Many said they had concerns that the circular median in the roundabout would eliminate one lane that is currently used by motorists to circumvent long traffic backups.
Schrader added that he has collected 200 signatures from downtown business owners and residents who oppose the project.
“Right now, there’s enough road width for traffic to go north along Peace Portal Drive and D Street,” Schrader said. “But if you put the roundabout in there the traffic is going to get completely snarled.”
Swires said she didn’t see much a difference between a traffic back-up in a roundabout and one in a signal-controlled intersection, except that a signalized intersection adds further disruption to traffic flow.
“We did incorporate the railroad crossing and train movements, and our modeling shows it would operate safely,” she said. “Traffic is a lot like water. People figure it out and find the path of least resistance.”
Although the DOT officials have created simulations based on local traffic counts, many Blaine residents said there were other factors specific to Blaine’s location.
Swires said she took that directive from citizens and interviewed several city officials such as Blaine police chief Mike Haslip and assistant public works director Bill Bullock who may have a deeper local knowledge of Blaine’s traffic circulation but found no substantial concerns.
She also added that they looked into the question of whether the single-lane roundabouts are large enough to accommodate large vehicles in the roadway. That would include tractor-trailers and trucks hauling boats, she said.
“We have computer tools that take the design and exact measurements of the types of vehicles that use that particular intersection and they leave a path as they drive it on screen,” she said. “That’s precisely how we know what size it should be. We do that every time we design a roundabout. If we can’t explain why we’re taking the actions we’re taking then there’s something wrong.”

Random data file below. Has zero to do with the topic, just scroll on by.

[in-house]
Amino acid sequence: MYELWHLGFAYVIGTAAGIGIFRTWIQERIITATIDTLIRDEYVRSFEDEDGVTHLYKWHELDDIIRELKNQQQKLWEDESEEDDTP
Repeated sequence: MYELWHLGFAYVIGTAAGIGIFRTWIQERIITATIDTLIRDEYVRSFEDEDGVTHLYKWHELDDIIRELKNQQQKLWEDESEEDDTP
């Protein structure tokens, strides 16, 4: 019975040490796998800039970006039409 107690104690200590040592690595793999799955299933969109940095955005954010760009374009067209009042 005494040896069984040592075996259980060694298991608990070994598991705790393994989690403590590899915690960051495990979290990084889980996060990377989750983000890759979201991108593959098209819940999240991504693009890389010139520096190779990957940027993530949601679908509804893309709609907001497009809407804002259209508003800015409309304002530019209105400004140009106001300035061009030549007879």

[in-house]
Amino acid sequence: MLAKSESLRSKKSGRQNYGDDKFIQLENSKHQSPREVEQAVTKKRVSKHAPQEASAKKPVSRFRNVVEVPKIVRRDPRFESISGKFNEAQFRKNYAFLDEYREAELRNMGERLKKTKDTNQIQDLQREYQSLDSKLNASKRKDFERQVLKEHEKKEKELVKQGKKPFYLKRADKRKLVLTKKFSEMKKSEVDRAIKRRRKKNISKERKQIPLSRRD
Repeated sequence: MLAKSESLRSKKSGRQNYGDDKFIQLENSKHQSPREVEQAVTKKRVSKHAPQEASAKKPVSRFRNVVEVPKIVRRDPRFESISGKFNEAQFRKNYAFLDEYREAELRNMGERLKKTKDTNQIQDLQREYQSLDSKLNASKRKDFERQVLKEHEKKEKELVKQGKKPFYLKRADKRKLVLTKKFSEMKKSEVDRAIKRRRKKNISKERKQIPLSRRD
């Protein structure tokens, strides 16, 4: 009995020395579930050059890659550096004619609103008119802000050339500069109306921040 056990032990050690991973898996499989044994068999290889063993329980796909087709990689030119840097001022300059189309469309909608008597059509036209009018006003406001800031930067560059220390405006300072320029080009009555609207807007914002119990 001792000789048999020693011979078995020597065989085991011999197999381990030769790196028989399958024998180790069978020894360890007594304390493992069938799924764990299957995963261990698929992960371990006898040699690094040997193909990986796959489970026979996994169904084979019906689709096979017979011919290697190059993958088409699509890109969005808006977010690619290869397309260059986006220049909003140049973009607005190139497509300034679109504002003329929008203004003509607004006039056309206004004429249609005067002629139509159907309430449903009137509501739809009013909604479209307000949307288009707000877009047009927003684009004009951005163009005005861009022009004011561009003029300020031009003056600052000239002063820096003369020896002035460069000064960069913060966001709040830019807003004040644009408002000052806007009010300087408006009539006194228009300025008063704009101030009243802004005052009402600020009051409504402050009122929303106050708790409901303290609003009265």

Swires, however, said there were concerns about traffic spikes during holidays like the Fourth of July but that both a signal and a roundabout would incur the same congestion during such peaks.
“It’s not a great traffic situation on July Fourth either with the signal or without the signal, it will still be congested and difficult,” she said “You’re going to have the same traffic flow.”
Swires said similar situation discussed is the possibility of a border closure and the northbound off ramp not being available for use.
“With a signal or not, the law enforcement said they would put a barricade to preclude drivers from using it, so either with a signal or a roundabout, the traffic would be the same,” she said. “The conclusion and the consensus was people saw what the diagram would essentially be the same with the signal or with the roundabout.
“With the roundabout, however, it’s a little easier to do u-turns and keep traffic flowing if they decided that the northbound onramp was not their destination.”
DOT project engineer Todd Harrison added: “The one difference is that with a roundabout, people can choose to continue on safely and take a different trip whereas with the signal, the lights are activated and traffic is stopped.”
Construction is planned to begin in spring of 2010, just after the Winter Olympics in Vancouver. They are expected to be completed by late that fall.